SPP Washington, DC Program and Events
The Pepperdine School of Public Policy hosts a wide variety of program and events in Washington, DC, and at the Pepperdine DC campus located in the heart of the nation's capital. The School of Public Policy continually expands our presence in DC through our, "Evening Conversations Series" hosted in partnership with the Trinity Forum; a variety of three-day certificate programs and our DC Policy Scholars Program.
Watch Past California to Capitol Hill Conversations:
The Future of Housing: Protecting Taxpayers and Ensuring a Robust Secondary Housing Market.
The Future of American Retirement
2018 DC Policy Scholars Program:
The Pepperdine School of Public Policy host an annual Washington, DC Policy Scholars Program—an exclusive full-tuition scholarship, 3-unit class—where accepted students learn from top policy academics and practitioners about the role faith has played and continues to in American domestic and foreign policy. This program is a four-week seminar to accommodate 20 qualified students, and is hosted at Pepperdine's Washington, DC Campus located just a few blocks from the White House and Foggy Bottom Metro Station. Upon completion of the program, scholars receive a participation certificate, and may use the credits at their home undergraduate institution (if enrolled) or towards future enrollment at Pepperdine's School of Public Policy.
American Gospel: The Role of Religion in US Domestic and Foreign Policy
Pepperdine University's Washington, DC Campus
2011 Pennsylvania Avenue NW, Washington, DC
(three blocks from Foggy Bottom Metro)
Who can attend:
With only 20 spaces available, the scholars program is open to incoming college juniors and seniors; current enrolled graduate students, and early-/mid-career individuals with a college degree.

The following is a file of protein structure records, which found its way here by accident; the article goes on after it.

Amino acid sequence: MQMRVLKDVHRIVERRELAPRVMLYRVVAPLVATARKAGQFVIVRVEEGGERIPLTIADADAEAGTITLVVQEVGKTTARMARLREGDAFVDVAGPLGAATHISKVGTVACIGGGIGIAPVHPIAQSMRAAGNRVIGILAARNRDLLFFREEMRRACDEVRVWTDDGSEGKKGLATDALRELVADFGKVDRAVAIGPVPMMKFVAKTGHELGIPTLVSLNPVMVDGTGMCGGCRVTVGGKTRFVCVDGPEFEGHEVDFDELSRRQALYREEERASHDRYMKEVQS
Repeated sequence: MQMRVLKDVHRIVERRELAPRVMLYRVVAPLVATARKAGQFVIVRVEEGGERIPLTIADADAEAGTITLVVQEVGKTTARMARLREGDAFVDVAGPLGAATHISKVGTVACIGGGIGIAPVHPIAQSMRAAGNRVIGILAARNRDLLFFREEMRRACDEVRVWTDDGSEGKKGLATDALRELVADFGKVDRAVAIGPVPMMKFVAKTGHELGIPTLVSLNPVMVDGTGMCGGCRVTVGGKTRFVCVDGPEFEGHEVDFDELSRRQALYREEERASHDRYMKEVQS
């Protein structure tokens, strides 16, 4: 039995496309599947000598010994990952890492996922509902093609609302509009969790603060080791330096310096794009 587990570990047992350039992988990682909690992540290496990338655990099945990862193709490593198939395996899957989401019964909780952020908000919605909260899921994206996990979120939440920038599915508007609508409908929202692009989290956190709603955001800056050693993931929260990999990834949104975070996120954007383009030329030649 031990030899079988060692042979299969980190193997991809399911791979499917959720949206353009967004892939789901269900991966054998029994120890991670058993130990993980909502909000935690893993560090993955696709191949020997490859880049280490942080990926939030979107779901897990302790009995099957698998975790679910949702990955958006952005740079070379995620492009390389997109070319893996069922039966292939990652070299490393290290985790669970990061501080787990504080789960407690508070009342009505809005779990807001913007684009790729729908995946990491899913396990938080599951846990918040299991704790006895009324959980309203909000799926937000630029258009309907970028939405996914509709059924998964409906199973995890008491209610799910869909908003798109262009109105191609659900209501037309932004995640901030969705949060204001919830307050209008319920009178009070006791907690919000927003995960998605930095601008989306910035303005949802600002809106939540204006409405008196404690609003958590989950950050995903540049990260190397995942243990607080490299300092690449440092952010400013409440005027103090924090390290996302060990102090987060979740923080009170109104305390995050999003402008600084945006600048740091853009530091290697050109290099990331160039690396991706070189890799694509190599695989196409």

Dr. Joseph Loconte, Associate Professor of History, The King's College
Dr. Ryan Streeter, Director of Domestic Policy Studies, American Enterprise Institute (AEI)
A graduate introduction to American domestic and foreign policy, its historical development, and present-day debates. Historians and political scientists tend to talk as though the individuals and institutions shaping US policies, at home and abroad, were detached from moral concepts and religious ideals. Though useful in some ways, the secular approach to studying American public policy is inadequate for understanding many of the most important moments in US political and diplomatic history.
This class will explore the main themes that have characterized America's domestic policy debates, from the abolition movement to the Civil Rights movement to debates over abortion and marriage policy. Scholars will also explore America's engagement in the world, focusing on the 20th century and concluding with the administration of President Donald Trump. Special attention will be given to how cultural and religious factors have served as a motivator of US policy and as an instrument of policy. This is important for at least two reasons: First, there always has been an intimate bond between religion and America's sense of its democratic character and mission in the world. Second, the terrorist attacks of 9/11 demonstrate that religious forces will play a significant role in defining US foreign policy objectives for the foreseeable future—whether we like it or not.
- How faith movements shape American domestic policy
- The unique role religion has played in American civil society
- The varying roles religion has played in American politics
- How religion has been used to define America's role in the world
- Religion in an "Age of Terror"
Students selected to be 2018 Pepperdine Washington, DC Policy Scholars will be awarded full-tuition scholarships for this 3-credit class. Class size is limited to 20 students.